WALVIS BAY, Namibia (NNS) -- High Speed Vessel Swift (HSV 2) made a port visit to Walvis Bay in support of Africa Partnership Station (APS) 2012, May 22-23, the first APS visit and the first U.S. Navy vessel port-of-call here in over a decade.
The last time a U.S. Navy vessel visited Namibia was in 1999.
Highlights included Sailors and Marines participating in community service projects at the Walvis Bay District damara tern breeding ground and the Sunshine Centre Home for Disabled Children; an official reception on board Swift hosted by the U.S. ambassador to Namibia; and musical performances by members of the U.S. Naval Forces Europe Band at the Walvis Bay Mission to Seafarers and the Sunshine Centre.
Senior leadership office calls facilitating discussions on APS rounded-out the schedule of events for the busy two-day visit.
"Let me welcome the U.S. Navy on behalf of Walvis Bay. I appreciate you being here, and I would like for you to feel comfortable," said Rear Adm. Ndeshiningilwa Nghipandua, Namibian navy chief of naval operations, at an office call at the Walvis Bay Navy Base.
During the ambassadors reception hosted on board Swift, Capt. Susan Dunlap, director of Navy Africa Region, spoke about the importance of APS, underscoring a united global maritime community made up of partner nations as essential to the APS mission.
"APS aims to help African navies provide for their own maritime security. Besides the U.S., there are 11 European partners and 27 African partner nations that have participated in APS since its inception in 2007," said Dunlap.
"So what do partner nations get from participating in APS? Because todays maritime challenges are global, now more than ever, countering piracy, drug trafficking and terrorism at sea is in all our best interests," said Dunlap. "And so is helping African nations improve maritime security - here, in this vast, beautiful and diverse continent of Africa."
Ambassador Wanda Nesbitt, U.S. Ambassador to the Republic of Namibia, echoed the importance of international cooperation in her remarks.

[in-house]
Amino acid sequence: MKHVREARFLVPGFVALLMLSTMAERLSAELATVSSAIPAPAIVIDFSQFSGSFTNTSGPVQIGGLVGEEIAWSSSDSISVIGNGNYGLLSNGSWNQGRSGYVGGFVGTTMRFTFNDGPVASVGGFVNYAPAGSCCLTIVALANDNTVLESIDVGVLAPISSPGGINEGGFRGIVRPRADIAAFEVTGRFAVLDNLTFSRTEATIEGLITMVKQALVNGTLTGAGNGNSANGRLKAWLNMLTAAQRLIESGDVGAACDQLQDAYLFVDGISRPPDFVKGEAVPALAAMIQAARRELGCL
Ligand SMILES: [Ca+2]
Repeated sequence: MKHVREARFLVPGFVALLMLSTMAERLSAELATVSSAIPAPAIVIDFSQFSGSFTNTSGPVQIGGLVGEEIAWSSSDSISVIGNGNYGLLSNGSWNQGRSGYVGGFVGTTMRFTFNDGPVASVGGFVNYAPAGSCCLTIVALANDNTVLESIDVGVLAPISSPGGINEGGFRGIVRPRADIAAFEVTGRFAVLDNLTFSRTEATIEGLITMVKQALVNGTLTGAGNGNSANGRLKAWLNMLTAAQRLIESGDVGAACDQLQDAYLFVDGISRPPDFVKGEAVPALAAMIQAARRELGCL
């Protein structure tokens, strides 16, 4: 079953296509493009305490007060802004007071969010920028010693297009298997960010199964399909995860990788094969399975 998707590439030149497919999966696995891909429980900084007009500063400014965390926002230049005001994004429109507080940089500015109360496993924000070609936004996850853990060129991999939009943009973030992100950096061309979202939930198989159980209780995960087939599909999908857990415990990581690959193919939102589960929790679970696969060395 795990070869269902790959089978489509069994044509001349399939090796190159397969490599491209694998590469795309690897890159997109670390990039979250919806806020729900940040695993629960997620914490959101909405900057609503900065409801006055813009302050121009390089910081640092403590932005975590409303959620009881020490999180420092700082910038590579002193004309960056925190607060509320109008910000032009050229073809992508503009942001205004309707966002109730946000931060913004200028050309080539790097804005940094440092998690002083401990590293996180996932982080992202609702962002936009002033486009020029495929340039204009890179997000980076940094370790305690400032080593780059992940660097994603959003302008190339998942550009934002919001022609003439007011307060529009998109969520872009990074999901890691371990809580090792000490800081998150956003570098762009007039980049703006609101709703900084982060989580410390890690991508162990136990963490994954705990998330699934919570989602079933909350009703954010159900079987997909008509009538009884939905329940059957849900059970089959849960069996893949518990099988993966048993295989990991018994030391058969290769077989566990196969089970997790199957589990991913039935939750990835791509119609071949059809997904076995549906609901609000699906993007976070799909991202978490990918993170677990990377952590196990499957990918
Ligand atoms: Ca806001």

"This ship visit is an opportunity for us to reflect on the important contributions that military-to-military cooperation can bring to our respective societies," said Nesbitt.
She continued by mentioning de-mining and HIV/AIDS prevention programs as efforts both the U.S. military and Namibian Defense Force have worked on together over the years.
The ambassador closed her remarks with a summary that reinforced Dunlaps message and also applies to the APS mission.
"Mankind has been sailing the seas for centuries. I hope that the sense of adventure that must have infused our early explorer sailors will always live on, because it is precisely that sense of adventure that enables us to bridge the cultural, economic, and even technological gaps we face today in search of peace and harmony across this great world of ours," Nesbitt said.
APS is an international security cooperation initiative, facilitated by Commander, U.S. Naval Forces Europe-Africa, aimed at strengthening global maritime partnerships through training and collaborative activities in order to improve maritime safety and security in Africa.
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For more news from Commander, U.S. Naval Forces Europe and Africa/U.S. 6th Fleet, visit www.navy.mil/local/naveur/.